The number of things that can be done from the comfort of one’s own bed has increased in recent years — shopping, banking and now geospatial analytics. OK, it doesn’t sound sexy, but it might give you a leg up the next time your friend starts an arcane argument with you over whose neighborhood historically has more vehicles on the road.
With SpaceKnow’s online analytics platform, you can quickly whip up a count of cars within any given satellite image. From there it’s easy to compare changes over time with historical imagery. SpaceKnow also makes it possible to break down the amount of space dedicated to water, nature and development within a designated area.
Experimenting with images of Google’s data center, The Dalles, in Oregon, you can easily see obvious changes like the expansion that occurred between 2013 and 2015. But SpaceKnow’s platform also makes it possible to see less obvious changes, like the increase in cars after the construction was completed on the new building.
Consumerization is knocking on the door of geospatial analytics startups. Last month, Planet launched its Planet Explorer Beta on the stage of Google’s Cloud Next conference. The platform solely lets users compare satellite imagery across time in its free intuitive web interface. Other projects, like Descartes Labs’ GeoVisual Search and Carnegie Mellon’s Terrapattern, have made it possible to search for objects within satellite imagery.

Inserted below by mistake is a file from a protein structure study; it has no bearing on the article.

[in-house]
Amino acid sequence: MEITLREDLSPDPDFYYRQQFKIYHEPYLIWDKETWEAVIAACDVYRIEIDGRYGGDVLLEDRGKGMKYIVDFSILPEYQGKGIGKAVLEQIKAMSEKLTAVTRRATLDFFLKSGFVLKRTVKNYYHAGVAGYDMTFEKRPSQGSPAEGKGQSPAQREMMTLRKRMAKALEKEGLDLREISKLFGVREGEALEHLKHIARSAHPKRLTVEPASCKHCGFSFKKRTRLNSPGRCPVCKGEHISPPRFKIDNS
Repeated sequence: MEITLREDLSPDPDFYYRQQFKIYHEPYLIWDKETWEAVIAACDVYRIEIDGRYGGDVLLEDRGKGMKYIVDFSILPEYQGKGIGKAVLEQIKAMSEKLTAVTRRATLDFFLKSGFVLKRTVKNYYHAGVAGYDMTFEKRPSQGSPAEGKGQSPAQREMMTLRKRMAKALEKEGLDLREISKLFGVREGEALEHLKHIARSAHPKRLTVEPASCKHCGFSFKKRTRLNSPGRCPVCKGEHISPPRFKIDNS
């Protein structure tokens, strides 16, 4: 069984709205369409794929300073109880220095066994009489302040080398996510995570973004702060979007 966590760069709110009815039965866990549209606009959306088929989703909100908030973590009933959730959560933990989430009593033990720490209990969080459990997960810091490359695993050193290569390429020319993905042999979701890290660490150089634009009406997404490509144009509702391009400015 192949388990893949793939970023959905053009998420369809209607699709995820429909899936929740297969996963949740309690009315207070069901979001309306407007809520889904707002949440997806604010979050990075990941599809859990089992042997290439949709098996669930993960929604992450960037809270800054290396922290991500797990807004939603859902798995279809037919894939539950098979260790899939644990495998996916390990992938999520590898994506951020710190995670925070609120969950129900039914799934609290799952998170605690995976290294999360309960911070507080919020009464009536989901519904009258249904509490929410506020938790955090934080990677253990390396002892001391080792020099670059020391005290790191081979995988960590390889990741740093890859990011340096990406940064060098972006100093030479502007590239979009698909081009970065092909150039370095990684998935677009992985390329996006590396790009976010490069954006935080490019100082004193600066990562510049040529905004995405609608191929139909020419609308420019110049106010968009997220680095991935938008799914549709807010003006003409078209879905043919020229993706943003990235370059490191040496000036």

Each competitor in the space wants to show off its technical capabilities while raising the bar on what can remain part of a paid enterprise tier. SpaceKnow analytics offers consumers just a taste of what is possible with geospatial analytics. The startup aims to differentiate by maximizing the sources of input imagery it can process.
“We built a proprietary platform that lets us combine imagery from multiple providers,” explains Pavel Machalek, CEO of SpaceKnow. “It might seem obvious, but it’s hard from a technical perspective because that imagery is in very different formats.”
Because the analytics are computationally intensive, the company hasn’t fully committed to opening up the feature for good. For now, if you want to take advantage of it, you’ll have to put in a request through a chat window inside the web app.
This isn’t ideal, but it does give a behind-the-scenes peek at costly B2B geospatial analytics technology. You can access SpaceKnow analytics here. And if, for whatever reason, you have trouble, let me know in the comments.Featured Image: Bryce Durbin